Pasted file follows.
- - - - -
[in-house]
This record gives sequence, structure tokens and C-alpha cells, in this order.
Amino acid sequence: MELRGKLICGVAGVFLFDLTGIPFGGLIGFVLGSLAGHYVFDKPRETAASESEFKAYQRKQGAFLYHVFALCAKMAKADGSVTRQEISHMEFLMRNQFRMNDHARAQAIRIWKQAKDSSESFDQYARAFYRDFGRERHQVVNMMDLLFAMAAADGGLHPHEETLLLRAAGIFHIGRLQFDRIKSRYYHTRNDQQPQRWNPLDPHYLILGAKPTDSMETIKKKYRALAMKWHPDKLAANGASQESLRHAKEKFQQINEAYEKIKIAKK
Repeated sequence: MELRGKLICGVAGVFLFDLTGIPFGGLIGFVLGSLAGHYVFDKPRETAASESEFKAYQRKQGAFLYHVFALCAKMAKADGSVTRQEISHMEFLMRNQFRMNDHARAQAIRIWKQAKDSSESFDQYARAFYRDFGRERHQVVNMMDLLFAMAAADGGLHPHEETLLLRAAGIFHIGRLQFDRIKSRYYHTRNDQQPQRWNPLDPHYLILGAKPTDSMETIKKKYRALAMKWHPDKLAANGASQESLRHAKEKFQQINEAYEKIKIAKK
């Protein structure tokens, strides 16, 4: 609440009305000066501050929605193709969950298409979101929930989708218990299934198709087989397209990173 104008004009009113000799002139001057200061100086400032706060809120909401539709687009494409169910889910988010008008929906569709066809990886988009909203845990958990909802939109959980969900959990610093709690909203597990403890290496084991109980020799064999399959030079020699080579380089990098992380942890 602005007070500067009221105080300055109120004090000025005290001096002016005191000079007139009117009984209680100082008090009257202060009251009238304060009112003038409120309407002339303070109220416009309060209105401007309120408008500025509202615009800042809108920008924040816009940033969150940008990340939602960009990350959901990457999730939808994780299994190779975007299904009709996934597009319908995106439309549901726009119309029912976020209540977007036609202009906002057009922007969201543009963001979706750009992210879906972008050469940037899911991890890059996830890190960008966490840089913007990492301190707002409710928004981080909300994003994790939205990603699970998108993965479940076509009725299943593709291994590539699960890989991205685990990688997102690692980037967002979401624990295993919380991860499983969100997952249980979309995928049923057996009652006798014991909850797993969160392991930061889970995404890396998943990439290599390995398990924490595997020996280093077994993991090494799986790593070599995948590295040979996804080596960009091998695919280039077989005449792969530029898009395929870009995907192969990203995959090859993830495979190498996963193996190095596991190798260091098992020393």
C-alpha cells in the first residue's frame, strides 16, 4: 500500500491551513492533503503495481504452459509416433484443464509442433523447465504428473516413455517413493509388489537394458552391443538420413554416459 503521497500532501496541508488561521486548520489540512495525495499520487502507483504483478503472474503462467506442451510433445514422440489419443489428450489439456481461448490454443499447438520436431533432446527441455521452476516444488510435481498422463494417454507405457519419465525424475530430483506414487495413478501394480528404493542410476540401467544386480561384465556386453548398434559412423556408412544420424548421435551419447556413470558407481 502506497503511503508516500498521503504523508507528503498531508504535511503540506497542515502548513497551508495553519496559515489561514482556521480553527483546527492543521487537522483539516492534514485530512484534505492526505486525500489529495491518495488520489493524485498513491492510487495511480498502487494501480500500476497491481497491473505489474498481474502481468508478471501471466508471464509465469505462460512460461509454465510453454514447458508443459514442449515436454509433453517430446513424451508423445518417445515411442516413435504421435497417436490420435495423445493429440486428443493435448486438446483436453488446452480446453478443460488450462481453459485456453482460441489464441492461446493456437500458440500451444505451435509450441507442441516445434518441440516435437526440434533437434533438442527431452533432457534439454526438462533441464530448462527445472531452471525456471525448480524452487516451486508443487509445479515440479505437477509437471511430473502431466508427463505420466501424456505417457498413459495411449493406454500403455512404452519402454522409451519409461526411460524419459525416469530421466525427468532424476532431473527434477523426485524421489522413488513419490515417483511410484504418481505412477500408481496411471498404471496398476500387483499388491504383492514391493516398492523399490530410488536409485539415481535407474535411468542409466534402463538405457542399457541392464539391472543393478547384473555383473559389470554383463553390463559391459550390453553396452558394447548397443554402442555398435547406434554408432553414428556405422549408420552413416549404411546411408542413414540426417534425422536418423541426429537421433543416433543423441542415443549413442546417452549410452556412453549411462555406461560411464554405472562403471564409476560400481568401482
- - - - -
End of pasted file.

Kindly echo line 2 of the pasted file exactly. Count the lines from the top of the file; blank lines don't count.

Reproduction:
This record gives sequence, structure tokens and C-alpha cells, in this order.